Likewise, Shakespeare. Making students read his work is a mistake. The magic is in hearing the spoken language.

      Delete
  3. "Grabbing a machete and cutting it back would take a stamina that I just don't have at the moment."

    Stepping into Tom E.'s purview here, but that calls to mind Mark Twain's quote: "I didn't have time to write a short letter, so I wrote a long one instead." Unless one prefers Pascal's much earlier version: "I have made this [letter] longer than usual because I have not had time to make it shorter."

    That being said, I doubt that those of your readers who are interested in this post at all would wish it to be shorter. Poetry is not one of my "things," but I'm always happy to read what you have to say about it. For me, it's like the difference between trudging through a complete 4-hour opera, or just hearing a couple sparkling highlights incidentally in a movie.

    Even as a philistine, though, I was able to perceive last Wednesday that Ms. Gorman's performance and poem were very special and responded to the particular moment in American history in a remarkably deft fashion.

    ReplyDelete
  4. You shouldn't apologize for a very thoughtful piece. Most celebratory poems are bound to be bad in some ways, good in others. Tennyson was a great poet who sometimes descended to doggerel, but "The charge of the light brigade" is perhaps memorable because it offered the first literary hint of the futility of heroics in modern warfare -- as a French general witnessing the action said 'It's magnificent, but it is not war' -- presaging, as you noted Wilfred Owen and the other poets that came out of The Great War. (Not many one can think of from WW II.) We are perhaps living in a non-poetic age, when people regard rap lyrics as poetry. As Mr. Auden put it:

    "For poetry makes nothing happen: it survives
    in the valley of its saying where executives
    Would never want to tamper..."

    Tom

    ReplyDelete
    Replies
    1. The only World War II poem that comes to mind is Randall Jarrell's essential, "The Death of the Ball Turret Gunner":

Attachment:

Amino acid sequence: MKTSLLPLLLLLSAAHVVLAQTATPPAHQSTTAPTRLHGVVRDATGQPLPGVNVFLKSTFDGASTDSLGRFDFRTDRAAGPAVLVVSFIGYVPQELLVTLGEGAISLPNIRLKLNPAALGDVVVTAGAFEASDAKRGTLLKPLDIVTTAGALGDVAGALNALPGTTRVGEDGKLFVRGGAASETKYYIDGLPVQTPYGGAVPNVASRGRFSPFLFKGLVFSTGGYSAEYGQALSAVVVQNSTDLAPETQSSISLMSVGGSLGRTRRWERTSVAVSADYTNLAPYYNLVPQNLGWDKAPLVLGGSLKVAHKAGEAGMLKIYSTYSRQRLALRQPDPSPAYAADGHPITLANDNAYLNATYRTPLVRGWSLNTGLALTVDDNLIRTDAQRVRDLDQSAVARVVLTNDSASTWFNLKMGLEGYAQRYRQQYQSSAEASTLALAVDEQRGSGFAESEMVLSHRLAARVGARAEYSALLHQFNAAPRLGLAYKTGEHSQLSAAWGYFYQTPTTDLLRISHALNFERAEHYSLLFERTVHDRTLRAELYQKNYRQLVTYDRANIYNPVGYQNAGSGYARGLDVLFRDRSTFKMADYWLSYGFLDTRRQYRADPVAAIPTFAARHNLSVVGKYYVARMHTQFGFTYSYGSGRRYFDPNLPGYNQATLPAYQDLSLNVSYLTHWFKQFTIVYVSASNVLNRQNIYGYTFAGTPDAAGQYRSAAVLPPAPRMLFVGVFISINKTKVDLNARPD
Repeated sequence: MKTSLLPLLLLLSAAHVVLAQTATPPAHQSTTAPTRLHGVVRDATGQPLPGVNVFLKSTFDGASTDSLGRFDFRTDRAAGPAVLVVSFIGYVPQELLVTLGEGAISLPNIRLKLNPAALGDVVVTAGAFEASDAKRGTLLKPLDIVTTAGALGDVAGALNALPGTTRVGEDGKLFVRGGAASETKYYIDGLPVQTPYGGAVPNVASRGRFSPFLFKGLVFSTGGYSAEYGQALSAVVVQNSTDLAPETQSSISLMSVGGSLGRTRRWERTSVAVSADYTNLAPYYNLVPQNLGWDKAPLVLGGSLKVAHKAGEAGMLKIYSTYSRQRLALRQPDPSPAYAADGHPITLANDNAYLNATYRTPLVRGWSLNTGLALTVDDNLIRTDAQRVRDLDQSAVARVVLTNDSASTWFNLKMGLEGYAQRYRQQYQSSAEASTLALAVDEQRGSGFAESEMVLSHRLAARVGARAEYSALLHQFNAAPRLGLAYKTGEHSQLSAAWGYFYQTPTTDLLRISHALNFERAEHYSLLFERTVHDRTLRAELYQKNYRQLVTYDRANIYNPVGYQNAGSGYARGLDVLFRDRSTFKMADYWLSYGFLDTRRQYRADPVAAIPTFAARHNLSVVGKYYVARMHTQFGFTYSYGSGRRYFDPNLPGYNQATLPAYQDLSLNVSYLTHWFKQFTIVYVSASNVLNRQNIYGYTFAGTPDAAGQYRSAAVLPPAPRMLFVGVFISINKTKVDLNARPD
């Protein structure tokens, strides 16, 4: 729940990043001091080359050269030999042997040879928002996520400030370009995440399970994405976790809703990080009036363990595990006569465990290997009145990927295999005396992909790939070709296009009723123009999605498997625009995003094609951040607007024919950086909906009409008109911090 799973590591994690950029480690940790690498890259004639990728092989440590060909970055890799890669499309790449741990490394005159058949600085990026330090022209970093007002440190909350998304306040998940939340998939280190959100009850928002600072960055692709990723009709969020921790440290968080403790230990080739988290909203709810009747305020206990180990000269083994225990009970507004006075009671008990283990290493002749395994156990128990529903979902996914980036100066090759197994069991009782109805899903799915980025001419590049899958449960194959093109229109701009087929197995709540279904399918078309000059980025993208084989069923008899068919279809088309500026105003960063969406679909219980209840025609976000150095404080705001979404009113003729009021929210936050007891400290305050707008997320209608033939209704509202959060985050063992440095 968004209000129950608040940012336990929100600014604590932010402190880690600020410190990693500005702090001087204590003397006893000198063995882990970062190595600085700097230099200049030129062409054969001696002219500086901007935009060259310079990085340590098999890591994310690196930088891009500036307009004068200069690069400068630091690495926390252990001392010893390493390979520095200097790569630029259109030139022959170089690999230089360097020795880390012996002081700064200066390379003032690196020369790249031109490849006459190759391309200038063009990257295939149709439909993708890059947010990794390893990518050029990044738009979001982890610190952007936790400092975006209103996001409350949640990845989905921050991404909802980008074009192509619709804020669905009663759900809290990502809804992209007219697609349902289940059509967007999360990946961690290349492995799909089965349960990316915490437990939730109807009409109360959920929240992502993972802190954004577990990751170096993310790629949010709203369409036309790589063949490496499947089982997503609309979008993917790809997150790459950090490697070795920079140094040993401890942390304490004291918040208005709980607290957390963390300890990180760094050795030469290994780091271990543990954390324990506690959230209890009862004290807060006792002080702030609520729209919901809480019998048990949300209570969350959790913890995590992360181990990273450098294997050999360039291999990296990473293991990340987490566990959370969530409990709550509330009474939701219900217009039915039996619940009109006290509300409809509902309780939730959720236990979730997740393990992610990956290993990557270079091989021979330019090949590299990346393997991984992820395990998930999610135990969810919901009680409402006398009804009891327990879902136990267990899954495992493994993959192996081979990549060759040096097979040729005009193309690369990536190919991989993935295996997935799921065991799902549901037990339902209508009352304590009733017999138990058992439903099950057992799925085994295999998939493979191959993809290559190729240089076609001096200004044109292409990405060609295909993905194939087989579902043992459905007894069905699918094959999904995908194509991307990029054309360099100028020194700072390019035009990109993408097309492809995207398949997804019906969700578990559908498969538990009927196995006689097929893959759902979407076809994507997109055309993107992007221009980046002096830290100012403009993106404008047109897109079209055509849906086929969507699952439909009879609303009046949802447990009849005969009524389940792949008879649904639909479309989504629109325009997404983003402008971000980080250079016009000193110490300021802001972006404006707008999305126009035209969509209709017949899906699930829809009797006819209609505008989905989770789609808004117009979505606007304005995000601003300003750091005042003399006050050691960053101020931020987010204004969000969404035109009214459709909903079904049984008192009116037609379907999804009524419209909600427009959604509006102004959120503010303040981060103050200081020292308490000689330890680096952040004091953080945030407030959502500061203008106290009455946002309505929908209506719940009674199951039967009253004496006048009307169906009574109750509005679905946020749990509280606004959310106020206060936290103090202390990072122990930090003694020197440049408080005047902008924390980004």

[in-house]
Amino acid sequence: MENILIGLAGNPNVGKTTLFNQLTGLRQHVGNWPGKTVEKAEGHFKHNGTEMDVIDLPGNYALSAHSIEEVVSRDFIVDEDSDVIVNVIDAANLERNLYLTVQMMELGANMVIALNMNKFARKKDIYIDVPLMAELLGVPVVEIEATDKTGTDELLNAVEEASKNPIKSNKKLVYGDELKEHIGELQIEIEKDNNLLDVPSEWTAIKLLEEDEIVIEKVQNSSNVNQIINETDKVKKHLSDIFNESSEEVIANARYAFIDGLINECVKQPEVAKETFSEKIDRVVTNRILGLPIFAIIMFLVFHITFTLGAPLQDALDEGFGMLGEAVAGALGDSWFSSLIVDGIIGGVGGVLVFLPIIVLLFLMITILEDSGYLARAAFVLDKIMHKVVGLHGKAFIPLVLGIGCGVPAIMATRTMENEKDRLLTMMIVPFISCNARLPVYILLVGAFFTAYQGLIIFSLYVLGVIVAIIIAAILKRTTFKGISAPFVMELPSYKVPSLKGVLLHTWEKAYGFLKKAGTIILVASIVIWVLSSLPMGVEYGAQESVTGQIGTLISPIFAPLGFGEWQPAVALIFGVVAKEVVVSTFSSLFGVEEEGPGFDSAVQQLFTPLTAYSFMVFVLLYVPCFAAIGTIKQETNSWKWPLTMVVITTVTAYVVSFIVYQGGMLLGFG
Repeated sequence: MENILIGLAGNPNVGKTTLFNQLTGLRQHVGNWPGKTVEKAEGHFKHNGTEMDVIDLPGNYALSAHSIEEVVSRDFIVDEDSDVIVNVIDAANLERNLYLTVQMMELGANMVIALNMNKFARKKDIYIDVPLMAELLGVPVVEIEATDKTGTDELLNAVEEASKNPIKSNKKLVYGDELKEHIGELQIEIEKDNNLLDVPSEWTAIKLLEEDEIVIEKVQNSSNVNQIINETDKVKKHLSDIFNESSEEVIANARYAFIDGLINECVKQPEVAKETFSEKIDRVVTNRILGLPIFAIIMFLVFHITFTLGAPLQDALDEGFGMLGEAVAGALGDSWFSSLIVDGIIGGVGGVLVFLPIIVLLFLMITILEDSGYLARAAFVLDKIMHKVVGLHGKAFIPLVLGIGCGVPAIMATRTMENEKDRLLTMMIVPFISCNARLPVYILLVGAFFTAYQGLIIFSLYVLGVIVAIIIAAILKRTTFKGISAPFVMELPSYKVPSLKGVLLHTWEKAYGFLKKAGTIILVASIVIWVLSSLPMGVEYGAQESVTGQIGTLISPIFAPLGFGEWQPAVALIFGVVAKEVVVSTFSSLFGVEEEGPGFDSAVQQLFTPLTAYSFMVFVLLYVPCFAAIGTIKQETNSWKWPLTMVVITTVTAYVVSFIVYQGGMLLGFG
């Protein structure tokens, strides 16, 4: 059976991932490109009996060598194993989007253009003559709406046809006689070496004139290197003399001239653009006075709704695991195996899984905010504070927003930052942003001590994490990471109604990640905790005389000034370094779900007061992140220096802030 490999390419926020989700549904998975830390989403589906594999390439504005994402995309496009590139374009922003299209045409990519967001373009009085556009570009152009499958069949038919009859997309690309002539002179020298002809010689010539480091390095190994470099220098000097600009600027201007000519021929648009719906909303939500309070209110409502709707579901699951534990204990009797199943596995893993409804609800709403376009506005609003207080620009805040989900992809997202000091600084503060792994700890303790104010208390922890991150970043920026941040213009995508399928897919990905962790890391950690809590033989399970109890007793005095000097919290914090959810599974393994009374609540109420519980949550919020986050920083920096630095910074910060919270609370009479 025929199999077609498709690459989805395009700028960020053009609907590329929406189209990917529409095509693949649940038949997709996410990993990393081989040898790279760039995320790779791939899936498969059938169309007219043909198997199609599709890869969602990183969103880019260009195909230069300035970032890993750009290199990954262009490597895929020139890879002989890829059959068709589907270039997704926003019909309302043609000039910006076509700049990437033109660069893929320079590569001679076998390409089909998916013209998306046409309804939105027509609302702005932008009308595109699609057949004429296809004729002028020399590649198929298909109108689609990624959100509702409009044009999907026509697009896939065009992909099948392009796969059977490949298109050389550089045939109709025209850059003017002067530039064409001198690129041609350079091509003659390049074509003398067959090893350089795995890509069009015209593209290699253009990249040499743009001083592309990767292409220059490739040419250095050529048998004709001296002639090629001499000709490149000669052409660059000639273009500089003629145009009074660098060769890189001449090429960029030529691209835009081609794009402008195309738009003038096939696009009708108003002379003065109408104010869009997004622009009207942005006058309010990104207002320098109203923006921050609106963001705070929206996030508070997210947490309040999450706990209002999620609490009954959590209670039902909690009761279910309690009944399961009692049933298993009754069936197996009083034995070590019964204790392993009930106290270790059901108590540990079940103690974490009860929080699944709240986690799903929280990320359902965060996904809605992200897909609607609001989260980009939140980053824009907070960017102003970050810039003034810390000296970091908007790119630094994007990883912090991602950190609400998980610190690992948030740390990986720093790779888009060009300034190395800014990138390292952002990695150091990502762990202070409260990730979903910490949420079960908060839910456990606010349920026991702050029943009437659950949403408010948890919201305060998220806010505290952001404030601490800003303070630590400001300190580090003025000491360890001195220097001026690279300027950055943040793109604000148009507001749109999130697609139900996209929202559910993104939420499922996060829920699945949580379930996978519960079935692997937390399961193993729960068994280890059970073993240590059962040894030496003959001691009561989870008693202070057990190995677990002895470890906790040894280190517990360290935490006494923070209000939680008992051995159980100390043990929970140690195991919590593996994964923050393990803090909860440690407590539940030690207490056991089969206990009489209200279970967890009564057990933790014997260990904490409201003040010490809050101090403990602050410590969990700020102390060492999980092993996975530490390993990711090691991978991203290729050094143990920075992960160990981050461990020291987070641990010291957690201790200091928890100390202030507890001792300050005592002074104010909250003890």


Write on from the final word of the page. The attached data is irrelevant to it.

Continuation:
From my mother’s sleep I fell into the State,
      And I hunched in its belly till my wet fur froze.
      Six miles from earth, loosed from its dream of life,
      I woke to black flak and the nightmare fighters.
      When I died they washed me out of the turret with a hose.

      Delete
    2. I think we need a Tommy poem for all the conflicts since the 2nd World War.

      The title would have to be "Thank you for your service," a phrase I much abhor.

      john

      Delete
    3. I'm not a fan of the genre (or of poetry, if I'm being honest), but I have heard rap music I would consider poetry. I haven't educated myself much in either, so in general I'm unqualified to judge them, but occasionally (see what I did there?), one or the other will strike a chord.

      Delete
    4. Never been much of a poetry buff, despite marrying a woman with two English degrees, and who can recite many from memory. Go figure. We watched and listened to Amanda Gorman, but when I saw a video of her performance later in the afternoon, we hit the mute button. Best of luck to her.

      As for WWII poetry, the best one I know of is "Glory For Me" by McKinlay Kantor. It's far too long to post here. In fact, it was originally published as a 268-page book that later became the basis for the classic postwar film known as "The Best Years of Our Lives"...and it won eight Oscars. The book is now extremely obscure, and very difficult to find. Doesn't seem to be available for perusal online, either.

      I still own a rare 1960 paperback anthology of WWII literature, in which a short excerpt from the poem was reprinted. But even that is far too long for this site. It has been my favorite poetry from WWII since I was a young teen.

      Delete
  5. Great piece. And I read every word.

    ReplyDelete
  6. Just caught up with this. Outstanding! esp. re: Whitman/Longfellow. Miller Williams, father of Lucinda, made a great guide to poetic form called "Patterns of Poetry" that I found indispensable. Not many folks are into poetry, but those that are tend to be passionate about it. Aside: Lincoln was our finest poet-President. Both inaugural speeches plus the Gettysburg Address attest to it. Fairly certain he wrote his own stuff. Ted Sorensen made JFK competitive. Anyway, Ms. Gorman definitely nailed it this year.

    ReplyDelete
  7. Poetry is a powerful communicator, and sometime it's inane, boring crap. Rap, likewise. Your cultural background determines the percentage perceived in each genre. When Amanda Gorman drifted into a Rap-like cadence if was organic, fitting the subject, like she was speaking to two worlds. Unfortunately, half the world wasn't listening.

    ReplyDelete
  8. Something that I have not seen mentioned here yet is Amanda Gorman's actual physical delivery. It wasn't just someone reading off the paper, but a whole performance of its own: meaningful nods, gestures, turns, gazes... a powerful delivery that should be viewed, not just heard. She owned the performance, in addition to reading her words with confidence and, in the case of some rather clever rhyming of words that don't really rhyme, getting her inflection and pauses... just... right. It's good that poetry is getting more recognition than it's had in a long time, but her performance put it over the top.

    The old cliché applies here: Amanda Gorman could read the phone book and make it sound interesting. I don't know whether Carl Sandburg or Robert Frost could read her words and make the same impression.

    ReplyDelete

Thank you for your comment, which will be published at the discretion of the proprietor.